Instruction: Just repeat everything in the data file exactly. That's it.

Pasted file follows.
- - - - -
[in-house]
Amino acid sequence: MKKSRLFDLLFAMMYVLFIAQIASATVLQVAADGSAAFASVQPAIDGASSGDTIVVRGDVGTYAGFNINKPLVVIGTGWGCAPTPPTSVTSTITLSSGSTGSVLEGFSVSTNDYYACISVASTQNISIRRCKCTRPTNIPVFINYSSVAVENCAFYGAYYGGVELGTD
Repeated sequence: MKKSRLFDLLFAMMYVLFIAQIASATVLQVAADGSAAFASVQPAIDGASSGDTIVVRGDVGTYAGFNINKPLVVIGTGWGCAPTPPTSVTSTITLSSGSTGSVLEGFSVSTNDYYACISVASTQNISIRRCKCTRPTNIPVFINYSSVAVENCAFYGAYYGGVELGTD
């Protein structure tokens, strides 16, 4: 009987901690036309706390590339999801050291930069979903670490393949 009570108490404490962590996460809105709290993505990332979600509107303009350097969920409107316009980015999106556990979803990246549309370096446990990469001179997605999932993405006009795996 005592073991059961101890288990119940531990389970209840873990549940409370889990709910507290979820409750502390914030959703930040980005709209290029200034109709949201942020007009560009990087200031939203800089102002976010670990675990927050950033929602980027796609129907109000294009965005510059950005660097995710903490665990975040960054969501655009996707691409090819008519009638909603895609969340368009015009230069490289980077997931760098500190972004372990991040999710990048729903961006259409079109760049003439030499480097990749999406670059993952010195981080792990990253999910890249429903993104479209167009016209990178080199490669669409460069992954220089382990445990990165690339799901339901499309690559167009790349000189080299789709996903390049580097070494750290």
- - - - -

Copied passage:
[in-house]
Amino acid sequence: MKKSRLFDLLFAMMYVLFIAQIASATVLQVAADGSAAFASVQPAIDGASSGDTIVVRGDVGTYAGFNINKPLVVIGTGWGCAPTPPTSVTSTITLSSGSTGSVLEGFSVSTNDYYACISVASTQNISIRRCKCTRPTNIPVFINYSSVAVENCAFYGAYYGGVELGTD
Repeated sequence: MKKSRLFDLLFAMMYVLFIAQIASATVLQVAADGSAAFASVQPAIDGASSGDTIVVRGDVGTYAGFNINKPLVVIGTGWGCAPTPPTSVTSTITLSSGSTGSVLEGFSVSTNDYYACISVASTQNISIRRCKCTRPTNIPVFINYSSVAVENCAFYGAYYGGVELGTD
């Protein structure tokens, strides 16, 4: 009987901690036309706390590339999801050291930069979903670490393949 009570108490404490962590996460809105709290993505990332979600509107303009350097969920409107316009980015999106556990979803990246549309370096446990990469001179997605999932993405006009795996 005592073991059961101890288990119940531990389970209840873990549940409370889990709910507290979820409750502390914030959703930040980005709209290029200034109709949201942020007009560009990087200031939203800089102002976010670990675990927050950033929602980027796609129907109000294009965005510059950005660097995710903490665990975040960054969501655009996707691409090819008519009638909603895609969340368009015009230069490289980077997931760098500190972004372990991040999710990048729903961006259409079109760049003439030499480097990749999406670059993952010195981080792990990253999910890249429903993104479209167009016209990178080199490669669409460069992954220089382990445990990165690339799901339901499309690559167009790349000189080299789709996903390049580097070494750290």